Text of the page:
In Honor of Curator Walter Liedtke, Vermeer’s ‘View of Delft’ at the Mauritshuis is the Daily Pic by Blake Gopnik

THE DAILY PIC: Liedtke studied Vermeer and his pals and the city they depicted.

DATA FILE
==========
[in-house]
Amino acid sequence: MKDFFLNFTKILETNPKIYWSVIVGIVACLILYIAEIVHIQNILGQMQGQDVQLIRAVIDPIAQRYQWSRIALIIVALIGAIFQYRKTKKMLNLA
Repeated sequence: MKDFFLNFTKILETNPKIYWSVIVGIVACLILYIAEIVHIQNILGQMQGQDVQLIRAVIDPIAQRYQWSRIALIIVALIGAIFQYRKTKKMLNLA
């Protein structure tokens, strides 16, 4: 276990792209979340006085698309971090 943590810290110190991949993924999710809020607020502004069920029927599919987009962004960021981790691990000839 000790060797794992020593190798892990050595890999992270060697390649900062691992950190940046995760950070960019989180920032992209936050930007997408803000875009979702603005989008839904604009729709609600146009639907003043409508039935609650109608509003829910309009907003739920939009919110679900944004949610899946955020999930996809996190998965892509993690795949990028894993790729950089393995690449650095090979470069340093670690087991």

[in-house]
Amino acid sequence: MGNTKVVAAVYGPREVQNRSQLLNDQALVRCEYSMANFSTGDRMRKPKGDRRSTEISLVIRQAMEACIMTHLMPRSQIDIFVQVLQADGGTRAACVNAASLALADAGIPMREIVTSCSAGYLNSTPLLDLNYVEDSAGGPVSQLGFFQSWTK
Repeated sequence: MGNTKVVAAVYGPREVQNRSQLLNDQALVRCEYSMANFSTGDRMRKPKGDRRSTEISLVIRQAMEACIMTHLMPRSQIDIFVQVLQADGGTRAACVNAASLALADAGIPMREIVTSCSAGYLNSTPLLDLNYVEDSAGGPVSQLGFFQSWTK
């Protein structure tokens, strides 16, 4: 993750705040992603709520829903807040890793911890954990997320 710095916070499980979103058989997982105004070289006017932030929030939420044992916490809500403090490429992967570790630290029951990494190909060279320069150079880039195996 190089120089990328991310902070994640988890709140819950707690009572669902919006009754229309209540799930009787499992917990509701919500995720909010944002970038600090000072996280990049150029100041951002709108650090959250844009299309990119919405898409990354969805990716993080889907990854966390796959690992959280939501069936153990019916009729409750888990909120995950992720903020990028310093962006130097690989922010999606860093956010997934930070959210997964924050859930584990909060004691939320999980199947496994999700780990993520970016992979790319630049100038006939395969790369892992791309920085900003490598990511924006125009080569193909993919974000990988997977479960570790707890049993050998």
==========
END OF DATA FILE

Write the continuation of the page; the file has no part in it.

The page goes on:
THE DAILY PIC: I’m showing Johannes Vermeer’s great View of Delft, from the Mauritshuis Museum in the Hague, in memory of Walter Liedtke, a veteran curator at the Metropolitan Museum of Art who died in Tuesday’s Metro-North train collision near New York. (See Remembering Walter Liedtke, Metropolitan Museum Curator Killed in Metro-North Train Crash and Tragedy as Metropolitan Museum Curator Walter Liedtke Killed in Metro-North Train Crash.) Liedtke made a special study of the painters of Delft, including Vermeer, and of the architectural pictures they crafted. I never found out what he thought of my own arguments about the very special kind of up-close looking that those pictures implied and demanded; he probably thought I was full of it, but I hope that at very least he would have appreciated the idea that special kinds of looking is what great pictures are all about. He was a kind of hinge figure between old-school art history focused on who painted what, when (he wrote catalogs of the Met’s Flemish and Dutch holdings) and newer approaches that have tried to understand the social settings that affected what got painted by those people at those dates.

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